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Articles from University of Helsinki

30.11.2017: Teaching demonstration and presentation of the candidate for the position in computer science on 30.11.

30.11.2017 09:00–11:00

Other event

Physicum E205

Candidates for the Professor/Associate Professor/Assistant Professor positions in computer science will give their teaching demonstrations and scientific presentations on 27.11, 28.11. and 30.11.:

Ph.D. Lian Wang, Thurdsday 30.11. (applied position "Parallel and distributed data science")

04.12.2017: Teaching skills demonstration for MOOC University lecturer position

04.12.2017 11:15–12:00

Other event

Exactum, C123

Ph.D. Arto Hellas will give his teaching demonstration for the University lecturer position in computer science (special emphasis on scalable MOOC) on Monday 4 December at 11 at Exactum room C123. The title of the demonstration is “Hajautustaulu olio-ohjelmoinnissa" and language is Finnish. Welcome!

18.10.2017: Teaching demonstration for Assistant Professor/Associate Professor/Professor position in computer science (Algorithms and machine learning)

18.10.2017 10:00–11:00


Exactum C123

"The teaching demonstration is within the general area of algorithms and machine learning. The choice of topic and the level of presentation roughly aimes at first-year master's students within this area."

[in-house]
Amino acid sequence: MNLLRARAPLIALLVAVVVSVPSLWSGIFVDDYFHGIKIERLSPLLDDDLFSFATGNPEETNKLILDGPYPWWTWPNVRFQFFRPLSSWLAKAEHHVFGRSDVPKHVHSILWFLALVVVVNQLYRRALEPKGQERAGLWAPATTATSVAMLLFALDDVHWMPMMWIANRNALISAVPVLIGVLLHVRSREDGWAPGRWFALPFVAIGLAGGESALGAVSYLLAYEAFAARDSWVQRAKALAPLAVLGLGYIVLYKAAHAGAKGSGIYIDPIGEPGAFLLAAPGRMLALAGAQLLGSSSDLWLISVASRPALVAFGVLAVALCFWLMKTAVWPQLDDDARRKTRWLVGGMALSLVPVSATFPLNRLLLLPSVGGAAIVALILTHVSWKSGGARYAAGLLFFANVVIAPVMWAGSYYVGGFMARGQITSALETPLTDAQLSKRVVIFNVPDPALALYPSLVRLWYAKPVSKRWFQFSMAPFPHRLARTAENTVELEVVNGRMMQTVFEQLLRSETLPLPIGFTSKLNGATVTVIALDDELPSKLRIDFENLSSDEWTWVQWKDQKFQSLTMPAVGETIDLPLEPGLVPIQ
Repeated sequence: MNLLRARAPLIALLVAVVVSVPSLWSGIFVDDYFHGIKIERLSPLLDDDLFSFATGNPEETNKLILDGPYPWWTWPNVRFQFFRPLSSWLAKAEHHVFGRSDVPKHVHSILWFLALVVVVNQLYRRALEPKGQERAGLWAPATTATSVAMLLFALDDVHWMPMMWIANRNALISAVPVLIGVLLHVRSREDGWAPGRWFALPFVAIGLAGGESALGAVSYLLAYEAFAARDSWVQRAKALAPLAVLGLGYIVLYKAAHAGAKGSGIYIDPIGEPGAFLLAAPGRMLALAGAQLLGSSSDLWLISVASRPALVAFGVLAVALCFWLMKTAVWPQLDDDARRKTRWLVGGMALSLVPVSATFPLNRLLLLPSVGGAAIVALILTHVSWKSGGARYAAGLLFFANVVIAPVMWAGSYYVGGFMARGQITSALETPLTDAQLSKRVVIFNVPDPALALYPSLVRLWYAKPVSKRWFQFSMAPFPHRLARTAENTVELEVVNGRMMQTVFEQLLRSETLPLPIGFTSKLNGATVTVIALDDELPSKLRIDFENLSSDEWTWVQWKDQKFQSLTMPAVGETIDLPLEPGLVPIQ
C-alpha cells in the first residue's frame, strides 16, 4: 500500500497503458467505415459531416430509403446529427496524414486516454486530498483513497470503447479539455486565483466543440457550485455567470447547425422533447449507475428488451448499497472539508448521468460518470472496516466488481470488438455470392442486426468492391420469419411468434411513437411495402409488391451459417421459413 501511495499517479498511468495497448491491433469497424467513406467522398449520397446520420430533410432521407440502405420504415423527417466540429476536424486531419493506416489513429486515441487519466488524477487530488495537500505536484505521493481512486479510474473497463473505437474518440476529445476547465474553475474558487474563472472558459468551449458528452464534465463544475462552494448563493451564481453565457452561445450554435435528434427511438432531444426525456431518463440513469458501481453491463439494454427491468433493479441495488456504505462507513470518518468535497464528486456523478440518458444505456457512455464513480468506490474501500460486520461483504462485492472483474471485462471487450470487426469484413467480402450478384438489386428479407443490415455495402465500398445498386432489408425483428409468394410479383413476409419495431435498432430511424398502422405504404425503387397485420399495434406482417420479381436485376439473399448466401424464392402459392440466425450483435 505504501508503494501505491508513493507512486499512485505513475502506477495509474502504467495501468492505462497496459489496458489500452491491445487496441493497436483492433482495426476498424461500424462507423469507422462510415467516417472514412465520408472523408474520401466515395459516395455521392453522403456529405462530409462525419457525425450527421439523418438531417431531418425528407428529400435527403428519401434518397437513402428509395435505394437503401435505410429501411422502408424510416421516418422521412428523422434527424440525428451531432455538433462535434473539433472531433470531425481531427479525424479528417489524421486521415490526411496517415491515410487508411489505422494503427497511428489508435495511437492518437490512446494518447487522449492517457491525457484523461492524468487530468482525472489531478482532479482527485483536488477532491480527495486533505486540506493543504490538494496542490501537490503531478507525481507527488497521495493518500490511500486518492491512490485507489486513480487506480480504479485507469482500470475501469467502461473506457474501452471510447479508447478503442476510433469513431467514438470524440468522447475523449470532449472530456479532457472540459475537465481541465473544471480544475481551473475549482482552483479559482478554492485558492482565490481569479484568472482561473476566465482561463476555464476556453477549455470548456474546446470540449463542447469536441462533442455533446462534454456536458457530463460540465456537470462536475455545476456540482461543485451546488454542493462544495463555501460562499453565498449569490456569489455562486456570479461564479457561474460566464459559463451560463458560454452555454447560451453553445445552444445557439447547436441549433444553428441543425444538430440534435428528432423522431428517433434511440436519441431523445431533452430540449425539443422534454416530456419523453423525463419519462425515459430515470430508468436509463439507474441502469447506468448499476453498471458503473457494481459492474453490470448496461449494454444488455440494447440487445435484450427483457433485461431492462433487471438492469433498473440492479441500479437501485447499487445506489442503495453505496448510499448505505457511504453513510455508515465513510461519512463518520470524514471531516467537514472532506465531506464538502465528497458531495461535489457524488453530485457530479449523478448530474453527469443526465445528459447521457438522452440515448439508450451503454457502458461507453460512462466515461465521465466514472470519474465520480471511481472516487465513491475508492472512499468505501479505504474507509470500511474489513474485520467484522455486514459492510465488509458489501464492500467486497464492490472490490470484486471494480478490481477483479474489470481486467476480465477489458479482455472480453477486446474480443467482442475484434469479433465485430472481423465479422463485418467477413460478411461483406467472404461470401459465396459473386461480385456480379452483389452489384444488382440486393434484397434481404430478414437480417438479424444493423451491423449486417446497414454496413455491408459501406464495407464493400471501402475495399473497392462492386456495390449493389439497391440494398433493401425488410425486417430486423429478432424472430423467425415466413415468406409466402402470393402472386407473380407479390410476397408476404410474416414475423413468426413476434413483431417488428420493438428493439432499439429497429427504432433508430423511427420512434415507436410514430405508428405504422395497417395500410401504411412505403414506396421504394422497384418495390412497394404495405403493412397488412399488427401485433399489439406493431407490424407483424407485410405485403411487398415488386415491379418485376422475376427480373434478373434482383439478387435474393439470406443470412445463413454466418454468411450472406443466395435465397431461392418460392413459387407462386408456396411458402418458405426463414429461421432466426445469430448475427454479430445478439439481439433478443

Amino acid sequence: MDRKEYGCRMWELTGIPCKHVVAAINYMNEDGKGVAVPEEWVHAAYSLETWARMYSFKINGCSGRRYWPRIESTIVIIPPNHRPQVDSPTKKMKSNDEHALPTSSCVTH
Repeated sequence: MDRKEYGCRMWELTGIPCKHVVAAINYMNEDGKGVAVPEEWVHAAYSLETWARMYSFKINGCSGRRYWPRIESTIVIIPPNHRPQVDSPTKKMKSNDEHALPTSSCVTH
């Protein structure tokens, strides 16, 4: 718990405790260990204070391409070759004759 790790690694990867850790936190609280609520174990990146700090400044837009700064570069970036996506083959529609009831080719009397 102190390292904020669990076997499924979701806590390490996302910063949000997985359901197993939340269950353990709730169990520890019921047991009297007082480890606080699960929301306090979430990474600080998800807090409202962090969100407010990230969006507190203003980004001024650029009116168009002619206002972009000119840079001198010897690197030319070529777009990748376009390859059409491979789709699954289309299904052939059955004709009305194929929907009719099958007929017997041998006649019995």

13.12.2017: The Artificial Intelligence Day (AI Day)

13.12.2017 11:00–17:00

Other event

Dipoli, Otaniemi, Otakaari 24

The Artificial Intelligence Day (AI Day) brings together researchers, companies and the public sector involved in the fast-developing field of AI. The event promotes matchmaking, information sharing and cross-border collaboration.

More information and registration: http://cs.aalto.fi/en/current/events/2017-10-04-006/

13.12.2017: Indexing Paths in Genome Graphs

13.12.2017 13:15–14:00

Guest lecture

Exactum B222

Reference genomes provide a prior to guide our interpretation of DNA sequence data. However, if we use a single reference sequence, our interpretations are biased towards that sequence. Genome graphs, which collapse multiple sequences into a graph, provide a richer reference model. Graphs can reduce the reference bias significantly, if we choose the variation we include in them carefully.